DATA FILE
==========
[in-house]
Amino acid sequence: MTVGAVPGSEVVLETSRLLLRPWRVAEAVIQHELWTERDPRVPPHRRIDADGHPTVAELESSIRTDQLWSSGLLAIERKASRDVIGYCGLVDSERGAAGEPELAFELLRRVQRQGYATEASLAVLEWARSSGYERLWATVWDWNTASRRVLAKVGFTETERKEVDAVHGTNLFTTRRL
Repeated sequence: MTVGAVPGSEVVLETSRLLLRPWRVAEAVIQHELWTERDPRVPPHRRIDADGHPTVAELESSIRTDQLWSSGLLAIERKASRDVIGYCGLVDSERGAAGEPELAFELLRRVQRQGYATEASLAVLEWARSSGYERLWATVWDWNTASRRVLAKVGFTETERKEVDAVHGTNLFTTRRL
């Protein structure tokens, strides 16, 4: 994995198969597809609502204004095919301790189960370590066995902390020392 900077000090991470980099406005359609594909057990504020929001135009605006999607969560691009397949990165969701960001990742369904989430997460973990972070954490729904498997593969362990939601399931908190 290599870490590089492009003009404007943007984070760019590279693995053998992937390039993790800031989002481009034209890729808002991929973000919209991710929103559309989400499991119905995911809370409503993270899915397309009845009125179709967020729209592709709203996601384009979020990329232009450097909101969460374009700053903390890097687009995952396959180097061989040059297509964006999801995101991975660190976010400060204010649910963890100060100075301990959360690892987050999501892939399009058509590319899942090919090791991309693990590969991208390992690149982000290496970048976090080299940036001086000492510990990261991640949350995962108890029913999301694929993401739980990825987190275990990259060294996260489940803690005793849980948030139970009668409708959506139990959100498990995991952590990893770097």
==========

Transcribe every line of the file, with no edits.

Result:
[in-house]
Amino acid sequence: MTVGAVPGSEVVLETSRLLLRPWRVAEAVIQHELWTERDPRVPPHRRIDADGHPTVAELESSIRTDQLWSSGLLAIERKASRDVIGYCGLVDSERGAAGEPELAFELLRRVQRQGYATEASLAVLEWARSSGYERLWATVWDWNTASRRVLAKVGFTETERKEVDAVHGTNLFTTRRL
Repeated sequence: MTVGAVPGSEVVLETSRLLLRPWRVAEAVIQHELWTERDPRVPPHRRIDADGHPTVAELESSIRTDQLWSSGLLAIERKASRDVIGYCGLVDSERGAAGEPELAFELLRRVQRQGYATEASLAVLEWARSSGYERLWATVWDWNTASRRVLAKVGFTETERKEVDAVHGTNLFTTRRL
């Protein structure tokens, strides 16, 4: 994995198969597809609502204004095919301790189960370590066995902390020392 900077000090991470980099406005359609594909057990504020929001135009605006999607969560691009397949990165969701960001990742369904989430997460973990972070954490729904498997593969362990939601399931908190 290599870490590089492009003009404007943007984070760019590279693995053998992937390039993790800031989002481009034209890729808002991929973000919209991710929103559309989400499991119905995911809370409503993270899915397309009845009125179709967020729209592709709203996601384009979020990329232009450097909101969460374009700053903390890097687009995952396959180097061989040059297509964006999801995101991975660190976010400060204010649910963890100060100075301990959360690892987050999501892939399009058509590319899942090919090791991309693990590969991208390992690149982000290496970048976090080299940036001086000492510990990261991640949350995962108890029913999301694929993401739980990825987190275990990259060294996260489940803690005793849980948030139970009668409708959506139990959100498990995991952590990893770097």